Zwei Autos fahren von Bremen nach Heidelberg, eine Strecke von 524 Kilometern.
    Das kleinere Auto hat eine Reichweite von 12,39 und das größere eine von 6,37 Kilometern pro Liter.
    Können Sie näherungsweise sagen, um wie viele Liter geringer der Verbrauch des kleineren Autos auf diese Distanz ist?
     

    Frank78

    Senior Member
    German
    Das kleinere Auto hat eine Reichweite von 12,39 und das größere eine von 6,37 Kilometern pro Liter.
    Miles per gallon or kilometres per liter are still "consumption" and not "range".

    "Reichweite" is normally reserved for the maximum travel distance with the current gas level in your tank.
     

    polyglotwannabe

    Senior Member
    Spanish
    I prefer the variant "pro Gallone", because "pro" is more abstract than "mit". "Pro" is often used to express a ratio.
    When I hear "mit einer Gallone", I tend to think that the vehicle has only one gallon of fuel in its tank.
    Yes, you're right. I will have to qualify that with
    Sprit not to be ambiguous. As in,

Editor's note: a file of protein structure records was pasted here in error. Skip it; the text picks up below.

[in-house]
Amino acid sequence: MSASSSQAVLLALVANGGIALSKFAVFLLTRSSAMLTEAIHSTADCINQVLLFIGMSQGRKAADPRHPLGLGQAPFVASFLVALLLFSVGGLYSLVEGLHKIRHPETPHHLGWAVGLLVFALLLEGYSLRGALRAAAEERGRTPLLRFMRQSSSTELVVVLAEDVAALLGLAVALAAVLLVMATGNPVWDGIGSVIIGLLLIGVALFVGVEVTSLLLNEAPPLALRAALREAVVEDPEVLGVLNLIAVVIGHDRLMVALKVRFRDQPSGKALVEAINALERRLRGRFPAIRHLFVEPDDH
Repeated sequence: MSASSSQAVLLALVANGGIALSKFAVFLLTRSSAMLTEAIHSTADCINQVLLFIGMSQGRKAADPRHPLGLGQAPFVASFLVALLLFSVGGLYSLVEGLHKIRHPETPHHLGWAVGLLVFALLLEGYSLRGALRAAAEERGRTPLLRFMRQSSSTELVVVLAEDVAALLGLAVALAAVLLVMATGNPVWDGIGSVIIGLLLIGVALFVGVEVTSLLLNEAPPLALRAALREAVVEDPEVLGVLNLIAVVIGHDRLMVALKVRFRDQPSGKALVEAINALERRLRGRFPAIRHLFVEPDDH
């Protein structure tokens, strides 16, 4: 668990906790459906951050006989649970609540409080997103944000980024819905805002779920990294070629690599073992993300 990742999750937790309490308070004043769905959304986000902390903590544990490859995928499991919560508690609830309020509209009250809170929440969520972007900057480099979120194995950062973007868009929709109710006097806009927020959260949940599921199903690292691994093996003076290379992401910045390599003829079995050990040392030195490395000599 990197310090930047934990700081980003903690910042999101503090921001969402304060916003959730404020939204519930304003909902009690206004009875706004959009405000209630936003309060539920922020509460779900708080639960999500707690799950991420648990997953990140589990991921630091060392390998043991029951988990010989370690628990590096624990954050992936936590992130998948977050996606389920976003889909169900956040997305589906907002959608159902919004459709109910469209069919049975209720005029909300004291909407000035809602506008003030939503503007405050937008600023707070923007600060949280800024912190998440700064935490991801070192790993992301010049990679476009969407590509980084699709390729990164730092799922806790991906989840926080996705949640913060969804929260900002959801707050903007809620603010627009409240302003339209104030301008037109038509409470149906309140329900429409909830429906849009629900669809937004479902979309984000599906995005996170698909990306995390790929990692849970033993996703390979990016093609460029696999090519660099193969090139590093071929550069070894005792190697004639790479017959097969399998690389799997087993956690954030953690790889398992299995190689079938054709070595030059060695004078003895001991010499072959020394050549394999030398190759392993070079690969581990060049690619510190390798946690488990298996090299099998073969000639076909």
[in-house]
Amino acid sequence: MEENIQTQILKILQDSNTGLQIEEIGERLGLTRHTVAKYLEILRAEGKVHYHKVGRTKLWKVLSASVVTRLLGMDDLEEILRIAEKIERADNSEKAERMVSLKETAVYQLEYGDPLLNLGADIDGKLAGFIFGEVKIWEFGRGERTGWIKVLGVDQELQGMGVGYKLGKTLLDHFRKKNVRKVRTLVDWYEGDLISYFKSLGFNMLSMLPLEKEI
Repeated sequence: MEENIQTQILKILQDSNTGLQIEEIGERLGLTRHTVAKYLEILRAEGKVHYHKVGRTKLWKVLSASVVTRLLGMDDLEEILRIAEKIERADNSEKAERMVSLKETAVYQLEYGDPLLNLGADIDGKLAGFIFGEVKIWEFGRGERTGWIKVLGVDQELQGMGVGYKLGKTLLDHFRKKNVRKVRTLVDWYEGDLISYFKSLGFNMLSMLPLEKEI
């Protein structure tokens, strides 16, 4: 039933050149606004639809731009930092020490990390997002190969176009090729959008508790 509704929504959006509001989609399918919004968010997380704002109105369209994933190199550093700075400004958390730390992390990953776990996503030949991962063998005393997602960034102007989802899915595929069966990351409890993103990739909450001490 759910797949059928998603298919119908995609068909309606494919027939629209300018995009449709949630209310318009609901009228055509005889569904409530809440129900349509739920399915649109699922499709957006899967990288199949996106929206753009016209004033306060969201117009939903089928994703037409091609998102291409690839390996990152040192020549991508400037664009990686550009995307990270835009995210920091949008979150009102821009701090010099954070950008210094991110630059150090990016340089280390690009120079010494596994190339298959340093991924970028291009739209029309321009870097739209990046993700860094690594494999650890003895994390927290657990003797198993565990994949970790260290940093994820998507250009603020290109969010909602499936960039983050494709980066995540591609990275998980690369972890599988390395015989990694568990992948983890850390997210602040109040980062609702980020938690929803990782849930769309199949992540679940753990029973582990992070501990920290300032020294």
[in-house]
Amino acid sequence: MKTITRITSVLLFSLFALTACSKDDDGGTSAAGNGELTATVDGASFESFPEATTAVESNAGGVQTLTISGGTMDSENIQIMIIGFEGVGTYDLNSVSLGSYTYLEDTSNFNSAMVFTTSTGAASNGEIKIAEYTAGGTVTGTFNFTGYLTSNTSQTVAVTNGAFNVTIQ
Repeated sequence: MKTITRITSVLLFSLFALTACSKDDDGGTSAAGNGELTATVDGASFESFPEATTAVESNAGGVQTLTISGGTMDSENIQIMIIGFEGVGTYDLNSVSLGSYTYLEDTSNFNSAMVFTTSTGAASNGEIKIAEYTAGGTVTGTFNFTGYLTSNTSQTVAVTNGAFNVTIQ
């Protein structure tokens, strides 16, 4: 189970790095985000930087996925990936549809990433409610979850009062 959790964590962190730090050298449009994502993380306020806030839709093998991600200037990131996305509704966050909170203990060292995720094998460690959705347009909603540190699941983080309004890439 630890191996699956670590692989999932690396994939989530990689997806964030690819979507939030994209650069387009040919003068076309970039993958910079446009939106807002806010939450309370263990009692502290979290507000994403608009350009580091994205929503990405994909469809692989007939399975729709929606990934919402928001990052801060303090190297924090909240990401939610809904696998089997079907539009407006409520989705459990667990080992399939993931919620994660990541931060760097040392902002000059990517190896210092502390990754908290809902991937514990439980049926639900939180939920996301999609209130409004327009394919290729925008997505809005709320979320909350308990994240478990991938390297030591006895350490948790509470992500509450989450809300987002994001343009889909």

Das kleinere Auto kann 35 Meilen mit einer Gallone Sprit fahren.
    Thanks, good point.
     

    Frank78

    Senior Member
    German
    That is what I thought. It is like in English. Gas being the short, colloquial, informal way of saying gasoline
    The difference is rather what's included.

    Kraftstoff = fuel (gas, diesel, kersosine, hydrogen, natural gas)

    Sprit = (I don't think there's an English word which just covers these two) = gas or diesel
     

    polyglotwannabe

    Senior Member
    Spanish
    The difference is rather what's included.

    Kraftstoff = fuel (gas, diesel, kersosine, hydrogen, natural gas)

    Sprit = (I don't think there's an English word which just covers these two) = gas or diesel
    No, you're right. At least, I have not heard but gas and diesel. Yes, I see where you 're coming from.
     

    polyglotwannabe

    Senior Member
    Spanish
    :thumbsup: